I've been such a blog slacker, friends! My hiatus wasn't planned, but sometimes that's just how life goes. Y'all know what I mean. At any rate, I have made some great strides on the hall bathroom in our house that I'm so excited to share and, in fact, only have the flooring and shelves left to do before it's finished! {Well, we still have to have the tub reglazed, but other than that it'll be done.} Over the past couple of weeks, I finished the vanity, painted the walls, hung the light fixture {which is just gorgeous} and framed the bathroom mirror. I have to be completely honest here. I've never, like ever in the history of living in our house, all 12 years of it, liked this bathroom. It's dark. It's outdated. It has tile ev.ery.where. It's just always been blah. I did a little bit to it over time like getting rid of the hideous carpet and wallpaper that was in there {why I didn't take a picture of that I'll never know}, but it's never been pretty or even just okay. Now? I absolutely LOVE it! It's always so much fun when a project turns out better than you expect and you just keep going back in that room to take a look at it one more time. Seriously, every time I turn the light on and it's immediately bright in there my heart is happy all over again. I spilled some of the details here about my inspiration for the bathroom and shared the before photos, so hop on over if you haven't seen all of that. I knew I loved this light fixture when I first saw it -- partially because of the $39.99 price tag and partially because it was glass which would allow so much light through. I always have moments where I second-guess my vision for a space, though, and I thought it might be too small, too shiny, etc. Y'all. It's perfection. This bathroom has a lot of 1960s charm to it thanks to the tile and the vanity. I didn't want to completely get rid of that character, but I did want to update the overall look and feel of it. That can get kind of tricky, but it somehow all came together in the little details, like the vintage-esque knobs and the pendant light, so the bathroom feels like we put that tile in on purpose to add some character instead of the other way around! We also had a giant mirror in that bathroom {it's a small bathroom, so the big mirror makes sense} with the old-school flower covered screws that held the mirror up along with tons of glue. Those had to go, and really the mirror looked unfinished because of the edges anyway. We considered buying new screws with heads that were more modern, but ultimately, I wanted a chunky white frame to go around the mirror. So this DIY was born! I have to tell you, after the six-hour debacle that was hanging the light fixture thanks to some ill-fitting screws and bracket, framing the mirror was a breeze! Except for the giant oops I made... Before I show you that {which is actually part of our Instagram story, so be sure you follow us on there to get more behind the scenes footage of our DIYs}, let me give you some context. Finding screws that would go through the quarter-inch holes that had been drilled in the mirrors proved to be pretty much impossible mostly because the drywall behind the mirror was so stripped out. The hole in the wall was actually bigger than the one in the mirror, and there were no studs {of course} behind the mirror where the screw holes were to use longer screws on. So I got the bright idea to use wall anchors, the expandable ones like this. It was a great idea and actually worked really well... after I screwed up. Here's what happened. Yeah... so that was fun. Anyway, I got the piece put back on and all the anchors through the mirror and into the drywall with screws. Next, I had to cut my frame pieces. I opted to cut the four sides and attach them to the mirror separately rather than build the entire frame and hope my mirror was straight and level. {Nothing in this house has been so far, so I didn't want to test my luck.} I bought this primed 1 x 6 board from Lowes. Because we wanted the 36" x 36" mirror to look rectangular when framed, I cut the top and bottom at 36" long and cut the sides at 41" using my miter saw. All four angles were cut at 45 degrees. Before I started attaching the pieces, I laid it out to double check the corners met just right and were square. To attach the frame to the mirror, I bought LocTite adhesive for mirrors. It's amazing. These primed boards are not lightweight, and once I put them on, they didn't slide around at all thanks to that adhesive! I had to add a small board above the mirror to give the top piece of the frame something to adhere to since the sides were cut longer than the tops. I also had to drill pockets in the back of my side pieces so the screw heads would fit inside them rather than making the frame stand off the mirror. Of course, I didn't take a photo of that... But all I did was drill halfway into the back of each piece with a 1/2" drill bit. The screw heads fit right inside these holes to conceal them. After that, all I did was put LocTite on the back of each piece starting with the top and, using a level, glued them on, lining them up with the mirror and ensuring the corners met. I used blue painters tape to hold them in place on the off chance any of them were to slip, but I honestly don't know if that was necessary. The LocTite held almost immediately. Better to be safe, though, right? I let the frame set overnight once it was framed and then took latex paintable caulk and filled the corner seams of the frame. Once that had dried, I gave the entire frame two good coats of Behr Bit of Sugar enamel paint. Then I just stared because between the mirror frame and the light fixture, not to mention the updated vanity and super white, sparkly tile thanks to Rustoleum, I was in awe of the transformation. It has completely exceeded my expectations so far, and it has all been done DIY and on a budget! Framing the entire mirror only cost $20 {I did already have the paint, so that might cost more depending} and it added such a huge, modern element to the bathroom. At this point, the entire bathroom reno has cost approximately $100. I still have to build the shelves and buy the flooring and grout for the floor, so all in, we're looking at less than $200 {probably closer to $150} to upgrade our entire bathroom! It looks like a total overhaul, but is actually just paint and refacing for the most part! What's your favorite part of this project so far? Hope you're having a great week, friends!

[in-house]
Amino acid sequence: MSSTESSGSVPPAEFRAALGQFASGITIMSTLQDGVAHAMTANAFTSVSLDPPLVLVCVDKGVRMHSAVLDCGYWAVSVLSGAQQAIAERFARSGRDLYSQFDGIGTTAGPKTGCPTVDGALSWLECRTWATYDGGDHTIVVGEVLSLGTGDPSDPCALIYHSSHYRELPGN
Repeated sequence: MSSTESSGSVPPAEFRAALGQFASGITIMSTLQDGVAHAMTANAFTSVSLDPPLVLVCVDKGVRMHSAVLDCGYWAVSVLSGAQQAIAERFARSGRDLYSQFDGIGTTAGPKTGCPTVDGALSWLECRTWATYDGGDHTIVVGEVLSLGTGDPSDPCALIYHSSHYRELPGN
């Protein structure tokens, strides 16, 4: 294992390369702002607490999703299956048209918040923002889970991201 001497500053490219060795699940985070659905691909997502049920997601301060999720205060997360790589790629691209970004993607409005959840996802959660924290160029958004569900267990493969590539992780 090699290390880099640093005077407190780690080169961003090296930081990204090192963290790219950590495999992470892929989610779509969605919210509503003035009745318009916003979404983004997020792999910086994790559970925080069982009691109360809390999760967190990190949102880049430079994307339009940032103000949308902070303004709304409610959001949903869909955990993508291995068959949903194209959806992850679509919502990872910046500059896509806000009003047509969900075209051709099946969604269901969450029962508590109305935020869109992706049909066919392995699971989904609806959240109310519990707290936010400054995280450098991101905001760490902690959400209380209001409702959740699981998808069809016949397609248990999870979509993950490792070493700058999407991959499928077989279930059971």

Dollhouse Table Redo